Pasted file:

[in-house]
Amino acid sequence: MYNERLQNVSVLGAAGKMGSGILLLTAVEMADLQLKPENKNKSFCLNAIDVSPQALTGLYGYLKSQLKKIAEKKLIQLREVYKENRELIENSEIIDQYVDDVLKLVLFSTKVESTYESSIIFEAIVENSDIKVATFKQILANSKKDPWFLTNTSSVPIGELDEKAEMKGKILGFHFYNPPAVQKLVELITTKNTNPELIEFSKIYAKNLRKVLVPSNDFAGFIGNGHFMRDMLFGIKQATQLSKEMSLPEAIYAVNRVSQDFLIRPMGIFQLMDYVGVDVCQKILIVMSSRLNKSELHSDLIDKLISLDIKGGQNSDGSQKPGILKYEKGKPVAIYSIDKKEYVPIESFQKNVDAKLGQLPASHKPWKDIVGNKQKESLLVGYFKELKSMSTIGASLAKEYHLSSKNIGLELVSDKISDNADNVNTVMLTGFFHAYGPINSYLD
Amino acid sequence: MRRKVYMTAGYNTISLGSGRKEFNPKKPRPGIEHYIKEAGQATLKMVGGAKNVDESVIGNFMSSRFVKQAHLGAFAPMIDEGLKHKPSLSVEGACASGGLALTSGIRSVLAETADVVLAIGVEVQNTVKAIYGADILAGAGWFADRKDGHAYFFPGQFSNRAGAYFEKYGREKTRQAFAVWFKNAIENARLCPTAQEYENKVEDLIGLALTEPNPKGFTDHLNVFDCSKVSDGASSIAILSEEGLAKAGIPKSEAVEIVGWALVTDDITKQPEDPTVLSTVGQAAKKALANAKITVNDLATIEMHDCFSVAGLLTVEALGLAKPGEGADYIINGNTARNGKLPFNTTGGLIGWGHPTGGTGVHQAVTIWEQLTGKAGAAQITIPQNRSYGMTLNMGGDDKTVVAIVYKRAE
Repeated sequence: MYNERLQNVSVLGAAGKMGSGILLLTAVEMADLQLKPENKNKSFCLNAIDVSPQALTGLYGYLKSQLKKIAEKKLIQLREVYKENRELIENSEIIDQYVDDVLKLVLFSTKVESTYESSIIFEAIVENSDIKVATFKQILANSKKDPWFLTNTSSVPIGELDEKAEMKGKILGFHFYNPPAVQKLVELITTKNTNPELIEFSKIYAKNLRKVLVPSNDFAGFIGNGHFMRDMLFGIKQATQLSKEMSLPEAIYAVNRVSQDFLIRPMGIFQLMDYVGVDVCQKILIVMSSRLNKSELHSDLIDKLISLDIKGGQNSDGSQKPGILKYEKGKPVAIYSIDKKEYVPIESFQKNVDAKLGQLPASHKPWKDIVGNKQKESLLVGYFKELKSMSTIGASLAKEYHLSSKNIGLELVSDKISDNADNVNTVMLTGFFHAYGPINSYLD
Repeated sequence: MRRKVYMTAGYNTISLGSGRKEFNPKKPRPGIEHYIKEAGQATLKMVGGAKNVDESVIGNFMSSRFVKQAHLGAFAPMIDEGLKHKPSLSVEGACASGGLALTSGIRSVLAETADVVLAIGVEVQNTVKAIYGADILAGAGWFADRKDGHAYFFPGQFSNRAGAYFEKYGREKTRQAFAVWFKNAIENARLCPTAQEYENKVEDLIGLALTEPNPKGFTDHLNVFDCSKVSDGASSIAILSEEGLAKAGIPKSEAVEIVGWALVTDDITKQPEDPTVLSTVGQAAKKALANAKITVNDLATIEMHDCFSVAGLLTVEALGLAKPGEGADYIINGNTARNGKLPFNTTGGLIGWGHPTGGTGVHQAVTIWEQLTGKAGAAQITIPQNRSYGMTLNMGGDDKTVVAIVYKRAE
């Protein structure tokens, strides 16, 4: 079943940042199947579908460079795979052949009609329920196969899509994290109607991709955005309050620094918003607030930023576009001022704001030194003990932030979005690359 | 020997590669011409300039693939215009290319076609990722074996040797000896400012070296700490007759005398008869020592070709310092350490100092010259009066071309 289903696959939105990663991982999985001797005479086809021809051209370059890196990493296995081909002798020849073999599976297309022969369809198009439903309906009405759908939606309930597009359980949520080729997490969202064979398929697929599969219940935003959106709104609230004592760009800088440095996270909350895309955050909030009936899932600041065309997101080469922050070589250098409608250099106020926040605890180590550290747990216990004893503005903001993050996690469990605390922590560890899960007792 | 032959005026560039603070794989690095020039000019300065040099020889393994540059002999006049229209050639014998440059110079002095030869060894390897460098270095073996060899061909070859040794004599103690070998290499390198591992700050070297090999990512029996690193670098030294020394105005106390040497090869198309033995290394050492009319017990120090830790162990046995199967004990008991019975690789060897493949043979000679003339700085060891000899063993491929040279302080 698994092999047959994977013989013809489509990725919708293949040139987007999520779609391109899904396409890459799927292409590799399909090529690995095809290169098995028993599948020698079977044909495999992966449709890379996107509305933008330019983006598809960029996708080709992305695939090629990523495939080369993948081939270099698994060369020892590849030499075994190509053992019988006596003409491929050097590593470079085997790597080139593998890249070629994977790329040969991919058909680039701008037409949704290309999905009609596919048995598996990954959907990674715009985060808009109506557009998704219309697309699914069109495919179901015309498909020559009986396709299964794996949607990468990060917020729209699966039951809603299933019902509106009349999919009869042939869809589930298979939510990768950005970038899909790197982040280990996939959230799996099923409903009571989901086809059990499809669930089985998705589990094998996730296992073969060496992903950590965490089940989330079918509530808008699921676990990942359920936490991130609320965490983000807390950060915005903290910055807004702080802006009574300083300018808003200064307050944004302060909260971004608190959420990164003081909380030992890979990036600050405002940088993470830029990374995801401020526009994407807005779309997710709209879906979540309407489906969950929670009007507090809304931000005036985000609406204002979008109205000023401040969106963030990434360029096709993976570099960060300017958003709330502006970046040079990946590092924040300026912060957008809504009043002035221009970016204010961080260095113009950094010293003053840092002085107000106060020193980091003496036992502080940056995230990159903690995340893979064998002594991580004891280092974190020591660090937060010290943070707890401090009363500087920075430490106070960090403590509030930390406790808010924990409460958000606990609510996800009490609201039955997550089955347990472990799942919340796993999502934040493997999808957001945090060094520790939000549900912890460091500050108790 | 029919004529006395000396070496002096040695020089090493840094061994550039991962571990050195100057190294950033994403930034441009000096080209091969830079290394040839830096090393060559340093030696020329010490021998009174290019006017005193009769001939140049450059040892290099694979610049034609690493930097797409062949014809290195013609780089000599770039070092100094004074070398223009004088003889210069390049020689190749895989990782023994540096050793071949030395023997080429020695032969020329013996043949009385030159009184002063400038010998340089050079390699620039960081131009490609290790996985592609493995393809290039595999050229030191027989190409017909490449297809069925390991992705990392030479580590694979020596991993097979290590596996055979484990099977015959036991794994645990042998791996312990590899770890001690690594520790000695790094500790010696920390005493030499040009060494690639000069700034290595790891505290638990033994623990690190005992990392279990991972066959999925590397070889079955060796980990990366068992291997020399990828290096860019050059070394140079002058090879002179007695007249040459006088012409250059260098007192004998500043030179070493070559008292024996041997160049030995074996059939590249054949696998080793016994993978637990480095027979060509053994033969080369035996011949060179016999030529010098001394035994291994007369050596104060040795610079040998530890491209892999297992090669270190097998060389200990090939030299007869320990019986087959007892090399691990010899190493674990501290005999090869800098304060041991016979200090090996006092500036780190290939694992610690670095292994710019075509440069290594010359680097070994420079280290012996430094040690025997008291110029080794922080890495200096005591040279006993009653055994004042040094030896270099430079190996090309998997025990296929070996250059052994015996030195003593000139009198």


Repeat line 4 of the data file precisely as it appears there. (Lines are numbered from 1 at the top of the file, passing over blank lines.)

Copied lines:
Repeated sequence: MYNERLQNVSVLGAAGKMGSGILLLTAVEMADLQLKPENKNKSFCLNAIDVSPQALTGLYGYLKSQLKKIAEKKLIQLREVYKENRELIENSEIIDQYVDDVLKLVLFSTKVESTYESSIIFEAIVENSDIKVATFKQILANSKKDPWFLTNTSSVPIGELDEKAEMKGKILGFHFYNPPAVQKLVELITTKNTNPELIEFSKIYAKNLRKVLVPSNDFAGFIGNGHFMRDMLFGIKQATQLSKEMSLPEAIYAVNRVSQDFLIRPMGIFQLMDYVGVDVCQKILIVMSSRLNKSELHSDLIDKLISLDIKGGQNSDGSQKPGILKYEKGKPVAIYSIDKKEYVPIESFQKNVDAKLGQLPASHKPWKDIVGNKQKESLLVGYFKELKSMSTIGASLAKEYHLSSKNIGLELVSDKISDNADNVNTVMLTGFFHAYGPINSYLD